Though in a similar vein to the novel there is talk of recapturing the world, the plan to achieve this is by regrouping with military units in the mountains instead of rebuilding civilisation underground. In the pursuit of this plan, George is quickly realized as being more valuable to humanity than either Williams or Samuelson, as the efforts of scientists have won many wars before.

The unnamed Curate from the novel is portrayed in the film by a Pastor (portrayed by Rhett Giles) named Victor. While the two characters are very similar (the Pastor mentions his church was rebuilt three years prior to the Martians), the Pastor is depicted as being fairly calm and is sure that the invasion is the Rapture. However, his faith is deeply shaken when he meets a congregate whose loss at the hands of the invaders has her screaming against God, causing the Pastor to question events and why he himself has yet to be taken.

Unlike the Curate, the Pastor manages to keep his composure when he's trapped in the ruined house with George as he wrestles quietly with his thoughts. Whereas the Curate caused the narrator to subdue him and then taken away by the Martians unconscious, the Pastor regains his faith just before he is killed directly by the Martians.

There are also very small references to the book. In the book, the narrator escapes a Martian attack in a stream, and George does the same. However, in the book, the narrator is left horribly scalded when a Tripod is destroyed and the Heat-Ray's generator explodes in the water, boiling the stream. There is also a scene where a walker walks over George, and its foot misses crushing his head by mere inches, as in a scene from the novel. George enters a town which doesn't seem to be in any rush, as in the novel.

The chapters on the DVD are named after the chapter titles in the novel, something also done for the Pendragon and Dreamworks films.

David Michael Latt producing War of the Worlds

David Michael Latt often expresses his fascination for H.G. Wells' novel in the DVD's Audio Commentary and Behind the scenes features. He had written a script for War of the Worlds a year before production of the film, and upon learning that Dreamworks were making their own War of the Worlds film, The Asylum soon began production.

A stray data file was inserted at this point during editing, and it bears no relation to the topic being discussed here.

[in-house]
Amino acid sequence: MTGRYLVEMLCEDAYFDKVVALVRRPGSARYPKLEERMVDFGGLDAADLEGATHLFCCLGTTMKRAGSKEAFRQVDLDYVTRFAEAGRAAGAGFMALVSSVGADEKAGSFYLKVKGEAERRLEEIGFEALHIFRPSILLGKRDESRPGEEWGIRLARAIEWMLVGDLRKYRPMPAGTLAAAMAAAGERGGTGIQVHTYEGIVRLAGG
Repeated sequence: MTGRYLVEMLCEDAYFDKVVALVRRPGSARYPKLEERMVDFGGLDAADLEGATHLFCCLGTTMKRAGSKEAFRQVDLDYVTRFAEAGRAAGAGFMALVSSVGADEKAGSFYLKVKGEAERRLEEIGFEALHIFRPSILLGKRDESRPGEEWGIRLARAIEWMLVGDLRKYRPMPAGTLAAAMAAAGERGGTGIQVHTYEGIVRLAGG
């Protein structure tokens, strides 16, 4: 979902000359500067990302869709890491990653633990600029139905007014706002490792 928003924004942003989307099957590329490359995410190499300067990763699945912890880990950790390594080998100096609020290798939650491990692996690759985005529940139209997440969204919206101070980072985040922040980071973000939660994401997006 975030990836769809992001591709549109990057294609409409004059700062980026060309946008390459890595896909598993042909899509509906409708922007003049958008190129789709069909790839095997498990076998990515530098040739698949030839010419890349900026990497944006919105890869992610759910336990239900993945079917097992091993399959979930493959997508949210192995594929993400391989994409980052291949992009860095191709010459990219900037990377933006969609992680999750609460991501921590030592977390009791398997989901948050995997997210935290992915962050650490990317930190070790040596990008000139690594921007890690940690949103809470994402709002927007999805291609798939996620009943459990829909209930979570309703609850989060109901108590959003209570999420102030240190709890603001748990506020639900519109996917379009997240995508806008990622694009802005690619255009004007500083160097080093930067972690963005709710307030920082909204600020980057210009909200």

David Michael Latt based the themes of the film internationally titled Invasion on the 2002 film The Pianist, which tells the true story of a Polish Jew who struggles to survive the battle between the German army and the a Jewish resistance in the Second World War. Latt used the similar themes of a man's survival as civilization around him reduces to ruin, stating:

"I tell my friends [the film] is like The Pianist, but instead of Nazis you have aliens."

Like the protagonist of The Pianist, the main character of War of the Worlds is not shown to have any kind of resistance or plans to fight back, only a persistance to keep alive. The film is considered by some to be the darkest retelling of Wells' novel, and described by actor Andy Lauer as a "sci-fi noir".

The casting for Andy Lauer was almost sudden, himself having an interest of working with The Asylum. Latt had concerns about Tyranie Van Wyk Loots' casting, assuming she may object to her naked sequence at the beginning of the film. However, Tyranie had no objections and was more than happy in starring in War of the Worlds, being a fan of science fiction (admitting to have seen "every episode of Star Trek ever made"). The casting of C. Thomas Howell seemed to be more complicated, as he was currently starring in an American TV show. David Michael Latt and Andy Lauer were confident in getting Howell in the film, and Howell was happy to read the script and accepted. Howell offered his son Dashiell as a role to play Alex Herbert, when he found that Latt was looking for an eight year old to fill in the role. Jake Busey's audition was successful, having won the role on the first day of auditions. His scenes were all filmed in one day. He tells that one of his favorite films as a child was the 1953 War of the Worlds.

The development of "Invasion'"s plot and characters was a challenge. Adapting the characters and plot faithfully from the novel was tricky to retell for a modern audience, so there are some significant changes. For example, readers will notice that the "eve of the war" arch is almost absent from the film, skipping the novel's earlier characters and details of the "safe and tranquil" world before the invasion begins. This is, however, easy to understand because of the film's length. The film also ignores the sub-plot of Book One: The Coming of the Martians, in which the book's perspective shifts to the narrator's brother, who accompanies two women to safety and witnesses the battle between the aliens and the HMS Thunderchild. A sub-plot would violate the nature of the film, and also prolong it's length.


On April 1, 2008, a sequel, War of the Worlds 2: The Next Wave, was released. C. Thomas Howell directed the film and reprised the role of George Herbert, and his son Dash Howell reprised the role of Alex. The film also starred Christopher Reid.

See also

  • The Pianist, a 2002 film that inspired this film's themes.

External links